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Old 04-08-2013, 00:00   #31
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Quote:
Originally Posted by goboatingnow View Post

Sheesh , this pinpoint navigation fixation is all due to modern electronics.

Your celestial fix represents your best accurate fix, offshore , the Inaccurracy of that fix can be considerable. Since EP trumps DR , having a DR water distance method of greater accuracy is useless.

Check your trailing log against GPS 24 hour distance traveled ( not SOG ) that's way more accuracy then needed.

Or if you forsake GPS , check it against noon to noon sight runs.
Dave
Who said anything about pinpoint navigation? Plenty of GPS's onboard for that.

It would be nice to know how accurate a log is, in the same way it's nice to know how things work. Because finding things out is interesting.

Knowing how accurate an estimate of how many free miles you're getting from current on a long passage is interesting as well.
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Old 04-08-2013, 02:19   #32
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Re: Taffrail logs - ?

Whilst I agree that knowing how accurate (or inaccurate!) an instrument will be is useful - nonetheless an instrument only needs to be pinpoint accurate if you need to be exactly somewhere at a given time......and are only "flying" on instruments. With boats that is rarely the case, and certainly not when on extended passage. Very informative for sure, but that not the same as need.
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Old 04-08-2013, 03:43   #33
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Originally Posted by David_Old_Jersey View Post
Whilst I agree that knowing how accurate (or inaccurate!) an instrument will be is useful - nonetheless an instrument only needs to be pinpoint accurate if you need to be exactly somewhere at a given time......and are only "flying" on instruments. With boats that is rarely the case, and certainly not when on extended passage. Very informative for sure, but that not the same as need.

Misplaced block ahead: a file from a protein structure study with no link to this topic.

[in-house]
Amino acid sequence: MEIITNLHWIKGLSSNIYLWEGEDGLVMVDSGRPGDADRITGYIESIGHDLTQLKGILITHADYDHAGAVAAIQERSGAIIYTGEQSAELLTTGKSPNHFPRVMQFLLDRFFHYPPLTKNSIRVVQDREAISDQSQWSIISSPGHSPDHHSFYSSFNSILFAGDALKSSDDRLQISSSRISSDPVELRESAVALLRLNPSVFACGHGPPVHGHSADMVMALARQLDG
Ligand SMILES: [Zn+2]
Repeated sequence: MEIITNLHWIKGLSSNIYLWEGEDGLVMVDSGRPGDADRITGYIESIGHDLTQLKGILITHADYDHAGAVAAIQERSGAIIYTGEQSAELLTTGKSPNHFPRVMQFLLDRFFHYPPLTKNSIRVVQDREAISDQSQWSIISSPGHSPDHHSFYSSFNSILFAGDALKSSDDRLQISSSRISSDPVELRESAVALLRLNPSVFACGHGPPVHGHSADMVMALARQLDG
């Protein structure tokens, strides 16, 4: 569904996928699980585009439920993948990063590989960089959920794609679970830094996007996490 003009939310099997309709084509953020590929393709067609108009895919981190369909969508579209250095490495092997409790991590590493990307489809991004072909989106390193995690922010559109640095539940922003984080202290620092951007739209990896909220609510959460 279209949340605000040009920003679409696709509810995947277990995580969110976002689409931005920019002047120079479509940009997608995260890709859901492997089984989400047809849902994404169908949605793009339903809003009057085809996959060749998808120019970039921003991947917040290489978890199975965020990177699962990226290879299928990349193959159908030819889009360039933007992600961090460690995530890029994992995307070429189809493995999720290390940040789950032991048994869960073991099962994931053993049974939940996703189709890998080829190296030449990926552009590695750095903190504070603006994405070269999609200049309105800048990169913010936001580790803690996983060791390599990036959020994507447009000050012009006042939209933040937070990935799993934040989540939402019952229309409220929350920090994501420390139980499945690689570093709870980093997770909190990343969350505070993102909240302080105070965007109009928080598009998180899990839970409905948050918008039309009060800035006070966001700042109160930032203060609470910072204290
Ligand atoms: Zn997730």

Quite agree.

Beyond usefulness, isn't curiosity enough on it's own to want to know more about the accuracy of the info the various bits of kit spit out?

Pretty sure the walker on board is fairly accurate but would be nice to know for sure. And if length of string makes a difference, not heard that one before. One day I might get round to spending an afternoon sailing back and forward somewhere.
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Old 04-08-2013, 05:13   #34
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Re: Taffrail logs - ?

I have used a Walker Log a lot on my old Contessa 26. No worries about the accuracy. It's very good, provided you follow the instructions. I would say between 1% and 2% of traveled distance through the water.
In the end I used it less and less, mainly due to the risk of an awful mess, with the more important fishing line, but also due to that I knew my boat so well that I normally estimated my daily runs to within 3% anyway.

If I streamed it, it would be on an occasion with a landfall coming up night time, or in bad visibility.

Thomas
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Old 04-08-2013, 07:53   #35
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Re: Taffrail Logs - ?

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Originally Posted by conachair View Post
Quite agree.

Beyond usefulness, isn't curiosity enough on it's own to want to know more about the accuracy of the info the various bits of kit spit out?
Yes!
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Old 04-08-2013, 08:56   #36
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Re: Taffrail logs - ?

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Originally Posted by mrohr View Post
Raku:I noticed that no one has answered your question regarding how speed is measured.
Of course there is a counter that is attached to a braided line that is attached to a towed spinner that reads out in nautical miles covered , but there is also a opening in the housing that enables one to count the revolutions of the spinning flywheel and when armed with a stopwatch the navigator could reference a diagram that gave the speed thru the water in knots.
I towed one across the Atlantic and they are very accurate ,totally mechanical devices that use no electricity, fool proof and work well in all weathers but speed is not accurate in drifting conditions or very slow speeds while the distance run still continues to work accurately
As noted, one does not want it to become entangled with a fishing line since the two lines will then be wrapped around each other thousands of turns...If contemplating a voyage RTW I would probably keep it aboard since the modern yacht is only 1 lightening strike away from the 18th century. PM me if interested in purchase of a lightly used one complete with original wooden box and spare spinners( sharks think they're yummy).